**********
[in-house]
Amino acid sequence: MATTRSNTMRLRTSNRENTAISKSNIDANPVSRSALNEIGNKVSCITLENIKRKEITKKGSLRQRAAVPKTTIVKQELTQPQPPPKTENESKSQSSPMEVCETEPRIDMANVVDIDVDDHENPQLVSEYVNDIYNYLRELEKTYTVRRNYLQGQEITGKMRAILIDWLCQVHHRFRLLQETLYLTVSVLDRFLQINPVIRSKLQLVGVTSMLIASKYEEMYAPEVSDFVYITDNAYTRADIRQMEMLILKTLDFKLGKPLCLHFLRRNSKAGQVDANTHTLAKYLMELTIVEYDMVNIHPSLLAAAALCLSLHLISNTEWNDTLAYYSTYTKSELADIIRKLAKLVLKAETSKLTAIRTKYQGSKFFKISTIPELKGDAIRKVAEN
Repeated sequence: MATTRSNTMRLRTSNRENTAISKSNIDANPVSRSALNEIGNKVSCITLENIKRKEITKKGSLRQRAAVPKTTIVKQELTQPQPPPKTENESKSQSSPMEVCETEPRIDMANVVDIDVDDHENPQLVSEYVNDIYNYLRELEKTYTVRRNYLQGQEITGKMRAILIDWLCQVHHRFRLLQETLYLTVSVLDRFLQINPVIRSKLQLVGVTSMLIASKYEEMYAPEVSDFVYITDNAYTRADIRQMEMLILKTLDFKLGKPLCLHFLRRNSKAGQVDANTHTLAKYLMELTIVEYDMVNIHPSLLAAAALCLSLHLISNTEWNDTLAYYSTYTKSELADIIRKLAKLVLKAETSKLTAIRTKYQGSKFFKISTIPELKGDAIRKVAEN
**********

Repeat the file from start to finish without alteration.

[in-house]
Amino acid sequence: MATTRSNTMRLRTSNRENTAISKSNIDANPVSRSALNEIGNKVSCITLENIKRKEITKKGSLRQRAAVPKTTIVKQELTQPQPPPKTENESKSQSSPMEVCETEPRIDMANVVDIDVDDHENPQLVSEYVNDIYNYLRELEKTYTVRRNYLQGQEITGKMRAILIDWLCQVHHRFRLLQETLYLTVSVLDRFLQINPVIRSKLQLVGVTSMLIASKYEEMYAPEVSDFVYITDNAYTRADIRQMEMLILKTLDFKLGKPLCLHFLRRNSKAGQVDANTHTLAKYLMELTIVEYDMVNIHPSLLAAAALCLSLHLISNTEWNDTLAYYSTYTKSELADIIRKLAKLVLKAETSKLTAIRTKYQGSKFFKISTIPELKGDAIRKVAEN
Repeated sequence: MATTRSNTMRLRTSNRENTAISKSNIDANPVSRSALNEIGNKVSCITLENIKRKEITKKGSLRQRAAVPKTTIVKQELTQPQPPPKTENESKSQSSPMEVCETEPRIDMANVVDIDVDDHENPQLVSEYVNDIYNYLRELEKTYTVRRNYLQGQEITGKMRAILIDWLCQVHHRFRLLQETLYLTVSVLDRFLQINPVIRSKLQLVGVTSMLIASKYEEMYAPEVSDFVYITDNAYTRADIRQMEMLILKTLDFKLGKPLCLHFLRRNSKAGQVDANTHTLAKYLMELTIVEYDMVNIHPSLLAAAALCLSLHLISNTEWNDTLAYYSTYTKSELADIIRKLAKLVLKAETSKLTAIRTKYQGSKFFKISTIPELKGDAIRKVAEN